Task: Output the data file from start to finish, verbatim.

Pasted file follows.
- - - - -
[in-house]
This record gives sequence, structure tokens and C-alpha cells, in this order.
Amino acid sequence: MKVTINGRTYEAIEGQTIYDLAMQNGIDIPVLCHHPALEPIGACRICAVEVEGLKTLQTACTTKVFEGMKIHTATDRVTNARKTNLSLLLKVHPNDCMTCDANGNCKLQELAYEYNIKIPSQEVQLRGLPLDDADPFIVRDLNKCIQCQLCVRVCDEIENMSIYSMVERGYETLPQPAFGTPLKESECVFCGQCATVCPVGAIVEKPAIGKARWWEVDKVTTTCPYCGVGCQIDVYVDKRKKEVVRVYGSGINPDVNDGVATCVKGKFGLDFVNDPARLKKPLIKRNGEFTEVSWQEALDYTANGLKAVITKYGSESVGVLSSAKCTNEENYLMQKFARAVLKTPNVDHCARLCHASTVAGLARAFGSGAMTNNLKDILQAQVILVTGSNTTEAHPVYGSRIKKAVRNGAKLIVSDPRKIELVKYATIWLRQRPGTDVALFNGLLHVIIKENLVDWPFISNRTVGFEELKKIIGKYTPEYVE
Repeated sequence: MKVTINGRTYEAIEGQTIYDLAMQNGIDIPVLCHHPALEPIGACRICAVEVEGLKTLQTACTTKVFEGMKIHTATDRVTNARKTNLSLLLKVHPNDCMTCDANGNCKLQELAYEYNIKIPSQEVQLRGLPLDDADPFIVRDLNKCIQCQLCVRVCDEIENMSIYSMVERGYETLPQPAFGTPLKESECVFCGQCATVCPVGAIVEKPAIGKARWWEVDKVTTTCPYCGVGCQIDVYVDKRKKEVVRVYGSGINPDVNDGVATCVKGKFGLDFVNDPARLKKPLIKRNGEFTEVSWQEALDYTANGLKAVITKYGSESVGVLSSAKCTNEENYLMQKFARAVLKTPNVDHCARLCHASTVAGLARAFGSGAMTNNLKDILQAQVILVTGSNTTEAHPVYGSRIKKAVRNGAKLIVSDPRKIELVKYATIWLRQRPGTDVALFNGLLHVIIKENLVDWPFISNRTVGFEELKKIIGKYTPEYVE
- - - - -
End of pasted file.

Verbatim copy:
[in-house]
This record gives sequence, structure tokens and C-alpha cells, in this order.
Amino acid sequence: MKVTINGRTYEAIEGQTIYDLAMQNGIDIPVLCHHPALEPIGACRICAVEVEGLKTLQTACTTKVFEGMKIHTATDRVTNARKTNLSLLLKVHPNDCMTCDANGNCKLQELAYEYNIKIPSQEVQLRGLPLDDADPFIVRDLNKCIQCQLCVRVCDEIENMSIYSMVERGYETLPQPAFGTPLKESECVFCGQCATVCPVGAIVEKPAIGKARWWEVDKVTTTCPYCGVGCQIDVYVDKRKKEVVRVYGSGINPDVNDGVATCVKGKFGLDFVNDPARLKKPLIKRNGEFTEVSWQEALDYTANGLKAVITKYGSESVGVLSSAKCTNEENYLMQKFARAVLKTPNVDHCARLCHASTVAGLARAFGSGAMTNNLKDILQAQVILVTGSNTTEAHPVYGSRIKKAVRNGAKLIVSDPRKIELVKYATIWLRQRPGTDVALFNGLLHVIIKENLVDWPFISNRTVGFEELKKIIGKYTPEYVE
Repeated sequence: MKVTINGRTYEAIEGQTIYDLAMQNGIDIPVLCHHPALEPIGACRICAVEVEGLKTLQTACTTKVFEGMKIHTATDRVTNARKTNLSLLLKVHPNDCMTCDANGNCKLQELAYEYNIKIPSQEVQLRGLPLDDADPFIVRDLNKCIQCQLCVRVCDEIENMSIYSMVERGYETLPQPAFGTPLKESECVFCGQCATVCPVGAIVEKPAIGKARWWEVDKVTTTCPYCGVGCQIDVYVDKRKKEVVRVYGSGINPDVNDGVATCVKGKFGLDFVNDPARLKKPLIKRNGEFTEVSWQEALDYTANGLKAVITKYGSESVGVLSSAKCTNEENYLMQKFARAVLKTPNVDHCARLCHASTVAGLARAFGSGAMTNNLKDILQAQVILVTGSNTTEAHPVYGSRIKKAVRNGAKLIVSDPRKIELVKYATIWLRQRPGTDVALFNGLLHVIIKENLVDWPFISNRTVGFEELKKIIGKYTPEYVE